California's coast has withstood huge waves and oil spills, bikini contests and infestations of dead squid. But it will take the state Supreme Court and the Legislature to save it from a legal attack that won a curious victory Monday in the state 3rd District Court of Appeal.
For three decades the state Coastal Commission has protected Californians' sandy beaches and rocky coves from overreaching developers and every variety of shortsighted profiteer. A narrow interpretation of the law dealing with how coastal commissioners are appointed must not be allowed to junk those safeguards.
The lawsuit decided this week was brought by Ronald Zumbrun, a Sacramento attorney who has long argued that the commission tramples on property rights and "isn't accountable to anyone." But the suit and the court ruling focused entirely on the appointing process and not the commission's regulatory powers.
When the Legislature passed the Coastal Act in 1976, it sought to assure the commission's independence from the governor by giving legislative leaders the power to appoint eight of the 12 commissioners -- four by the Assembly and four by the Senate -- to two-year terms. But here's the kicker: They could be fired at any time by the lawmakers who appointed them. That's a precarious form of independence.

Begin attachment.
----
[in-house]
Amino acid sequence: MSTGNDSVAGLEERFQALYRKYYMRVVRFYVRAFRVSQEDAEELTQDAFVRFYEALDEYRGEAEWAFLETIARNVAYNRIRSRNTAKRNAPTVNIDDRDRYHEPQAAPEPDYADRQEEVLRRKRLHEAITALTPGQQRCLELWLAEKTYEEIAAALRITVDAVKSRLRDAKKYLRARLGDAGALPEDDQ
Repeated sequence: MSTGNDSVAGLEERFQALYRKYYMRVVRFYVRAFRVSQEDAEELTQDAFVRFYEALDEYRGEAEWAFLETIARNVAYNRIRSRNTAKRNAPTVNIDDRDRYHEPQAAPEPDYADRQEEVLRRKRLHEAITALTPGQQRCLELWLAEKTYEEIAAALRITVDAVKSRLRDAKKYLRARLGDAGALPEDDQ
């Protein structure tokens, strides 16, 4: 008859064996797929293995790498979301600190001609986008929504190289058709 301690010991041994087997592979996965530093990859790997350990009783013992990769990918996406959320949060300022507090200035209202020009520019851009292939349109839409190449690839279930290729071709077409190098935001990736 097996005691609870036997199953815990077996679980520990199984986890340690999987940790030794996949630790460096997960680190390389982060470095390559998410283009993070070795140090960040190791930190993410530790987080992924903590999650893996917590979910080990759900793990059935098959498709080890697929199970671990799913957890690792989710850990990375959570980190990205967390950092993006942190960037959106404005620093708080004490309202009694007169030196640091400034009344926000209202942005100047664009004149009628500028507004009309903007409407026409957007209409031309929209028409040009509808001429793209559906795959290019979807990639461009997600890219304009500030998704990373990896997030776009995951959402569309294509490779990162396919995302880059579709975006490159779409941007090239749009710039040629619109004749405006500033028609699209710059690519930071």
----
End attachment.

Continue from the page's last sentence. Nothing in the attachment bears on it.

The court held that the Legislature unconstitutionally infringed on the powers of the executive branch by having the "unfettered authority" to fire commissioners. There didn't have to be evidence that a commissioner was fired for casting a "bad" vote, or intending to -- something that has occurred in the past. Rather, the three-justice panel said it was enough that a commissioner might vote one way or another to avoid being fired.
What's strange (and a bit scary) is that the court threw out the entire Coastal Act when it could have simply nullified the flawed appointment provision alone.
The state should appeal the decision to the Supreme Court, which may well take a more pragmatic view of the issue. Then the Legislature needs to pass a law that corrects the appointment provisions of the Coastal Act so there is no longer any doubt about their constitutional correctness. In any event, state Sen. Sheila Kuehl (D-Santa Monica) says she will sponsor legislation to correct the problem by having commissioners serve fixed terms -- four years would be good -- and not be subject to firing.
That should solve the legal problem. Better public policy, with added legal insurance, would be to expand the commission to 13 members, with the governor appointing a majority of seven and the legislative bodies adding three each.
Lawmakers won't easily give up any of their appointing power. In this case, Californians should demand it of them as a step toward ensuring that their 1,150 miles of coast will have protection from those who would pollute it or fence it off.